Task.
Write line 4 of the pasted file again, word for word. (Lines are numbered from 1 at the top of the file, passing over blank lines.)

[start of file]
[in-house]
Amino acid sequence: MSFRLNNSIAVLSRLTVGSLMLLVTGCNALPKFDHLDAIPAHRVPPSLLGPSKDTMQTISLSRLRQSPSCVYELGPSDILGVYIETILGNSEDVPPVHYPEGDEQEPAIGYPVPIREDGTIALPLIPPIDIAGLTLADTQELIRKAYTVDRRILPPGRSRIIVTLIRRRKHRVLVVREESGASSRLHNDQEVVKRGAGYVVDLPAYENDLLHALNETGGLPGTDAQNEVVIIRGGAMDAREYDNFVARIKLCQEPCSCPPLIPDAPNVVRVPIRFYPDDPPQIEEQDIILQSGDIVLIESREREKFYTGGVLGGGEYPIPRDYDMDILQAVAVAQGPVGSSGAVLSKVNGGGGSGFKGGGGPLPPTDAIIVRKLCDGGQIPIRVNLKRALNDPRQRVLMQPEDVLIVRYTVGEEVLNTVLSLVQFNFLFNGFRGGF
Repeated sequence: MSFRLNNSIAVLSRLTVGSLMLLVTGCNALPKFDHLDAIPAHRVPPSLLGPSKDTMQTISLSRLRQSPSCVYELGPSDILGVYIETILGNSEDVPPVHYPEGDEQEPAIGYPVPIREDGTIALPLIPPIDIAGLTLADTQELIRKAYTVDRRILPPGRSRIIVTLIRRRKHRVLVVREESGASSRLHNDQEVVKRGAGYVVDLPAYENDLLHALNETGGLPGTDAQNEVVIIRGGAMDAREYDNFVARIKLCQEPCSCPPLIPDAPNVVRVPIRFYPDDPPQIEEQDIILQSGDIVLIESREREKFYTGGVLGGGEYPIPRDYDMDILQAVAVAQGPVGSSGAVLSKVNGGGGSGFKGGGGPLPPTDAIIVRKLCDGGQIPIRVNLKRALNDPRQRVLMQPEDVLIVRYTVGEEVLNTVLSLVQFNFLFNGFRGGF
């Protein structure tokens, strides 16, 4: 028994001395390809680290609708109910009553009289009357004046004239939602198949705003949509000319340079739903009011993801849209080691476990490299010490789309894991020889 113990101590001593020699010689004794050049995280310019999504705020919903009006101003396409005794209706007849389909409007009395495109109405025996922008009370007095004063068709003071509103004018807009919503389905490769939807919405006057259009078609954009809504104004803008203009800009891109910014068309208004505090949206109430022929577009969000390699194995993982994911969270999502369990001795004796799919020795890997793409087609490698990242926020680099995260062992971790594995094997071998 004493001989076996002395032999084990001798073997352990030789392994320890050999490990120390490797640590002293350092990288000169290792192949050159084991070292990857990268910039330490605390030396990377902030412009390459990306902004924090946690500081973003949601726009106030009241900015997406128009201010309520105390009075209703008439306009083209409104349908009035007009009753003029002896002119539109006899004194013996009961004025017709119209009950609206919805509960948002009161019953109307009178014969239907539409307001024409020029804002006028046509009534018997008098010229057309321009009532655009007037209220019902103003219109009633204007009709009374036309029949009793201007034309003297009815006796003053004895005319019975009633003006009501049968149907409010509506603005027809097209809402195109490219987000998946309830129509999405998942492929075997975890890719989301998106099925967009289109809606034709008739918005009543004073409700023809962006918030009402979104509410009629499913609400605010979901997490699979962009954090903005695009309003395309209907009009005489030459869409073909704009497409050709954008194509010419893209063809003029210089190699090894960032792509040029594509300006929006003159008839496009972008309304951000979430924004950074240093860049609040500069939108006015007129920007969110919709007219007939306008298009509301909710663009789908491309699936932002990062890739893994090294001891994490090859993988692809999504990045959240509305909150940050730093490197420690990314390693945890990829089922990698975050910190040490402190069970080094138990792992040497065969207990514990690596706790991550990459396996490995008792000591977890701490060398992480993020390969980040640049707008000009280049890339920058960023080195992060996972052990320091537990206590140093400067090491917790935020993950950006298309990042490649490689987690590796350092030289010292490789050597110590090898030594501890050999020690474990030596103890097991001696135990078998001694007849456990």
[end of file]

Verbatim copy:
């Protein structure tokens, strides 16, 4: 028994001395390809680290609708109910009553009289009357004046004239939602198949705003949509000319340079739903009011993801849209080691476990490299010490789309894991020889 113990101590001593020699010689004794050049995280310019999504705020919903009006101003396409005794209706007849389909409007009395495109109405025996922008009370007095004063068709003071509103004018807009919503389905490769939807919405006057259009078609954009809504104004803008203009800009891109910014068309208004505090949206109430022929577009969000390699194995993982994911969270999502369990001795004796799919020795890997793409087609490698990242926020680099995260062992971790594995094997071998 004493001989076996002395032999084990001798073997352990030789392994320890050999490990120390490797640590002293350092990288000169290792192949050159084991070292990857990268910039330490605390030396990377902030412009390459990306902004924090946690500081973003949601726009106030009241900015997406128009201010309520105390009075209703008439306009083209409104349908009035007009009753003029002896002119539109006899004194013996009961004025017709119209009950609206919805509960948002009161019953109307009178014969239907539409307001024409020029804002006028046509009534018997008098010229057309321009009532655009007037209220019902103003219109009633204007009709009374036309029949009793201007034309003297009815006796003053004895005319019975009633003006009501049968149907409010509506603005027809097209809402195109490219987000998946309830129509999405998942492929075997975890890719989301998106099925967009289109809606034709008739918005009543004073409700023809962006918030009402979104509410009629499913609400605010979901997490699979962009954090903005695009309003395309209907009009005489030459869409073909704009497409050709954008194509010419893209063809003029210089190699090894960032792509040029594509300006929006003159008839496009972008309304951000979430924004950074240093860049609040500069939108006015007129920007969110919709007219007939306008298009509301909710663009789908491309699936932002990062890739893994090294001891994490090859993988692809999504990045959240509305909150940050730093490197420690990314390693945890990829089922990698975050910190040490402190069970080094138990792992040497065969207990514990690596706790991550990459396996490995008792000591977890701490060398992480993020390969980040640049707008000009280049890339920058960023080195992060996972052990320091537990206590140093400067090491917790935020993950950006298309990042490649490689987690590796350092030289010292490789050597110590090898030594501890050999020690474990030596103890097991001696135990078998001694007849456990």